The mechanism of microtube formation can therefore be understood as illustrated in Fig. 5. Complexes of [SDS@2β-CD] in a supersaturated solution (Fig. 5A) nucleate into critical (2D) nuclei (Fig. 5B), which grow into bilayers. When a bilayer reaches a size large enough that the bending free energy can be overcome, cylinder closure occurs (Fig. 5C). The minimum in free energy, arising from a competition between bending free energy and bond free energy, leads to a population of monodisperse, single-walled cylinders. Cylinder closure occurs while the process of nucleation continues, and critical nuclei are formed on both the inside and outside of existing cylinders (Fig. 5D). Sheets formed within the cylinders are confined and can only form cylinders that are slightly smaller than their preferred size (Fig. 5E). Successive nucleation on the inside of existing cylinders causes the formation of a stack of concentric cylinders. Nucleation of new cylinders on the outside of existing cylinders occurs until the volume is closely packed (Fig. 5F). It is likely that the outer layers are deformed due to packing effects, causing the decay of the higher-order oscillations that are so apparent in the intermediate stages of the self-assembly process (27).

Fig. 5 Proposed mechanism for the microtube formation.

(A) [SDS@2β-CD] complexes in solution nucleate into (B) ordered bilayers, governed by directional hydrogen bonding with their neighbors. (C) When the bilayer reaches a certain size, it becomes advantageous to close the ring, gaining bond free energy at the cost of bending free energy. (D) Because nucleation and growth are not separated, new bilayers keep nucleating, both inside and outside preexisting tubes. (E) Bilayers that nucleated outside preexisting tubes form new tubes. Bilayers that nucleated inside preexisting tubes are restricted in their size and form concentric inner cylinders. (F) Because of the large amount of material that is accommodated in the bilayers in a limited space, a dense packing of concentric cylinders is obtained. The cylinders are consequently deformed in a slightly hexagonal form (27). Evidence for this deformation is given in fig. S2.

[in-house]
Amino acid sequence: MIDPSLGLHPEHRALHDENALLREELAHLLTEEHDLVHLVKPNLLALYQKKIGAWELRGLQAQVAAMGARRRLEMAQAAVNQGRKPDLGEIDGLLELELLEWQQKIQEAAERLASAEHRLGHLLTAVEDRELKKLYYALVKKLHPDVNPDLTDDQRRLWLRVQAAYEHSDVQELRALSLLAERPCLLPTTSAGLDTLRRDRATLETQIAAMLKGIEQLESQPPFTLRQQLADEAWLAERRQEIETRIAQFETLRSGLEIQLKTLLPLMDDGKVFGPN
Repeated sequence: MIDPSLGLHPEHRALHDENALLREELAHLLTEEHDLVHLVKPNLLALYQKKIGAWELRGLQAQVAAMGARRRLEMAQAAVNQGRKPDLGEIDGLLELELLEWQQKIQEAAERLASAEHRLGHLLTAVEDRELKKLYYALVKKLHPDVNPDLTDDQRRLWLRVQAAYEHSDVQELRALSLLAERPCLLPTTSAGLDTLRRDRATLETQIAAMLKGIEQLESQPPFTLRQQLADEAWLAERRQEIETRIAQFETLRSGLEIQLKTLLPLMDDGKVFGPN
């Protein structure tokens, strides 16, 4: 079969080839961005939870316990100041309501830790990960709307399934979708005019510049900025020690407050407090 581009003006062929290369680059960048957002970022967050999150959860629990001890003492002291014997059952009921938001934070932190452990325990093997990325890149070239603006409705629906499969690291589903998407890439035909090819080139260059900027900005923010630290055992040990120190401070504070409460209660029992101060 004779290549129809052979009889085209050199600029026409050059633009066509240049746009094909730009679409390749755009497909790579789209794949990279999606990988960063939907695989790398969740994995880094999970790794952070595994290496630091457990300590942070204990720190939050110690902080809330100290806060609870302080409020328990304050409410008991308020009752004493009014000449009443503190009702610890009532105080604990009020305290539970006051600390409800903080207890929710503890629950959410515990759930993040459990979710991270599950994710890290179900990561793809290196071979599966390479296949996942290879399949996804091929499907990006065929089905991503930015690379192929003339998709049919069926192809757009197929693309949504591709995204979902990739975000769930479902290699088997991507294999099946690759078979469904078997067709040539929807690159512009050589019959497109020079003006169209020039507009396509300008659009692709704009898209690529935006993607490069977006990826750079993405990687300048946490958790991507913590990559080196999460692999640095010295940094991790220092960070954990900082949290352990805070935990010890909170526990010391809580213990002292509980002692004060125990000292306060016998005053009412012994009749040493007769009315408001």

Within this mechanism, the growth of individual bilayers is constrained. Bonds with neighboring complexes occur only within the plane of the bilayer, and consequently, growth in thickness only occurs by nucleation of a new bilayer to form a stack. The width of a bilayer grows until cylinder closure occurs, and additional growth also has to occur by nucleation of new bilayers. In length, growth is constrained by the presence of other microtubes. Macroscopic growth can therefore only occur in width or in thickness, both exhibiting nucleation kinetics. Hence, the average microtube thickness should scale with the square root of the total amount of bilayers. We plot the average cylinder thickness 〈δ〉, calculated from the shift in 〈r〉, as a function of the Porod invariant (Q) in Fig. 4D. Over the most part of the experiment, the thickness of the stack of bilayers scales with the square root of Q and thus with the amount of structured material.

At the start of the experiment, the growth in thickness is faster than the typical square root scaling, most likely due to the presence of nucleated bilayers in which cylinder closure has not occurred yet. These bilayers do contribute to the invariant Q. While we have no structural probe to detect flat membranes in the same experiment, there is evidence that the [SDS@2β-CD] bilayers go through a flat intermediate stage: Yang et al. (19) observed thin, diamond-shaped sheets with an obtuse angle of 104°, identical to the obtuse angle of the rhombic bilayer lattice, as a minority product in self-assembled microtubes of [SDS@2β-CD] complexes. We speculate that a small fraction of bilayers has insufficient space available for cylinder closure, which can then be observed in the final structure by microscopy.

Interbilayer separation

Up to now, we did not consider the magnitude of the inward growth process. This magnitude is related to the typical spacing between successive concentric tubes. We traced the average spacing between multiple bilayers from the periodicity of the peaks present at intermediate angles. We show azimuthally integrated SAXS profiles of a typical experiment, multiplied by q2 to decouple the bilayer structure factor from the cylinder form factor with apparent q−2 decay, in Fig. 6A. The maxima of the peaks were consequently found by cubic interpolation and are shown superimposed on the scattering profiles in Fig. 6A. As the amount of ordered material increases, the average spacing 〈d〉 increases slightly over time, as we show in Fig. 6 (B and C).